Wednesday, 25 February 2015

Time to Review the Evidence: Traitors of the Tower

As promised, here's my review of Alison Weir's Traitors of the Tower. I'm still trying to work out the best, most useful, and most refreshing ways to review books on this blog so please have patience and let me know what you like!

Alison Weir Traitors of the Tower Quick Read review

Title: Traitors of the Tower
Author: Alison Weir
Genre: Non-fiction
Series: Quick Reads

A few starting notes:

This is a short and interesting book by the historian Alison Weir. It's part of the Quick Reads series - an excellent series funded in part by literacy charities, skills agencies and the Welsh Assembly via Basic Skills Cymru. This series is worthy of being praised to the hilt - short, easily digested books by top authors on a variety of subjects. This is an affordable series (though I borrowed mine from the library) at the incredibly reasonable price of about £1.99 per book. Appropriate for the reluctant and the avid reader alike.


This is a work of non-fiction focussing on 'traitors' who have been executed in the tower of London (does what it says on the tin!) It's set into chapters, with each chapter really being a standalone piece in its own right, as each deals with an individual 'traitor.' It's set out chronologically (in time order of deaths.)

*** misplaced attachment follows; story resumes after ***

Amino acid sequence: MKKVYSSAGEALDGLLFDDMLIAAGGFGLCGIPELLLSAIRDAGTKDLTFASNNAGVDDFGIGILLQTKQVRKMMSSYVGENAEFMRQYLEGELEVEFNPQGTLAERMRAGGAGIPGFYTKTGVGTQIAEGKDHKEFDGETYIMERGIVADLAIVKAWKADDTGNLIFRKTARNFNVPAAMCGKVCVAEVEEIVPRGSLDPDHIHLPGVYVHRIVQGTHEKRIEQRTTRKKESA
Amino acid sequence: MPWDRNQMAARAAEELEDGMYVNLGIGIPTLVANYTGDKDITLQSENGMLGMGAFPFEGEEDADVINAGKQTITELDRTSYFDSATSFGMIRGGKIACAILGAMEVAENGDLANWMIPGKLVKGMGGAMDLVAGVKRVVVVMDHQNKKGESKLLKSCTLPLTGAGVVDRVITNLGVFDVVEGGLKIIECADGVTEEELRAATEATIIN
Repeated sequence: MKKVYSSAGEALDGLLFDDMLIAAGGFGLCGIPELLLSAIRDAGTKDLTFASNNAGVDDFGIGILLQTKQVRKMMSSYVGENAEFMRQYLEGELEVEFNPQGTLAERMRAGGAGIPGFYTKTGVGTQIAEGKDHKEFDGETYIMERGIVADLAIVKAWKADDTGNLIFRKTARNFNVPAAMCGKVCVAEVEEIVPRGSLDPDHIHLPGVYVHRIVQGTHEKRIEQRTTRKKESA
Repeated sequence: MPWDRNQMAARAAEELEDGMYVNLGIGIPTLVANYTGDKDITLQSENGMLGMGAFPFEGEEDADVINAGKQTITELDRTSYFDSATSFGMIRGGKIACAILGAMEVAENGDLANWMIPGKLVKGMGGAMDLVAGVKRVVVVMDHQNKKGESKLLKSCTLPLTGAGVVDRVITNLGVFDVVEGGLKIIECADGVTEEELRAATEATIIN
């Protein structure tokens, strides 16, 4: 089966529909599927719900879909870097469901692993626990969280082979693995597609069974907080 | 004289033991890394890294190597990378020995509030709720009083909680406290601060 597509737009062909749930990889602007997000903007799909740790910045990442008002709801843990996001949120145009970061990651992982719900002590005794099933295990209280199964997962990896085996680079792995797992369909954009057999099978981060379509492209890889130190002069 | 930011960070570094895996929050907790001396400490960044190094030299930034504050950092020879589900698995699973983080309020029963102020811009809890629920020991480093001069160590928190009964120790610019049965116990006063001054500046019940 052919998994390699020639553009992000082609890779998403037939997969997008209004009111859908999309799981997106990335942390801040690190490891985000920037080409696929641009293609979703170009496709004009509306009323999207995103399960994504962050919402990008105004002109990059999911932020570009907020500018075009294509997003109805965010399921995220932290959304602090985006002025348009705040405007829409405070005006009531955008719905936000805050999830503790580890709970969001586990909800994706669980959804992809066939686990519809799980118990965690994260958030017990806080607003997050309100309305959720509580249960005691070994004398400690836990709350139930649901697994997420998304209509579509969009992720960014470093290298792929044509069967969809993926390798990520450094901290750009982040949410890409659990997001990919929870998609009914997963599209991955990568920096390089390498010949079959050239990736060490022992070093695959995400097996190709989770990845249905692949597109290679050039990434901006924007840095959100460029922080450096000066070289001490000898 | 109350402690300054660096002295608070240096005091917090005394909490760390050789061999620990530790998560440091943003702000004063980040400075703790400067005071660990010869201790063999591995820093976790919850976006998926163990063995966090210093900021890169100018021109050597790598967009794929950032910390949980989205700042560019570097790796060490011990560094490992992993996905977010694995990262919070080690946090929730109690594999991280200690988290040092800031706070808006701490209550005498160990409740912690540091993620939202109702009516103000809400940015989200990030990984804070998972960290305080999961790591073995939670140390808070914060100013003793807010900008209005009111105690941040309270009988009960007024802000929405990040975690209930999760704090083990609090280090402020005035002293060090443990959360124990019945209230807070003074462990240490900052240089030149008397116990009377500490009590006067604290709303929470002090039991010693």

Best bits:

The length means that this is a book you can stick into your lunch-breaks or train-journeys. The way the structure works with the different chapters means that you can read a chapter and then have a ready made break to the next one. The way Quick Reads describe their series is as a shot - and I think that's pretty accurate: short, distilled, enjoyable.

The author is knowledgeable; Alison Weir knows her stuff, and writes confidently, slimming down her normally intensely detailed writing into its core components to give an overall impression of the events.

The whole of the book is planted firmly in the Tudor period (which Weir knows well,) which is as popular and interesting as ever. What's so good about this book however is that not only does it include the big names (Anne Boleyn; Katherine Howard,) but it also includes names which are a little less well known (Lady Jane Grey; Margaret Pole,) which means there's plenty to interest you.

Not so great bits:

Sometimes the writing seems a touch forced - as if the slimming down purpose has caused it to lose some of its sheen, this is only occasional but is noticeable in some parts.

There's no debating the details here - now, I don't mind this, but some history buffs wouldn't be so thrilled. I think it fits the series though, so it's really not too much of a minus point.


This is a great book to fill in those in-between times such as breaks, or waiting at a doctors surgery. It's accessible to those who don't have a lot of time, and those who maybe aren't so confident in reading, while still absorbing and interesting the reader. A job well done by Ms Weir.

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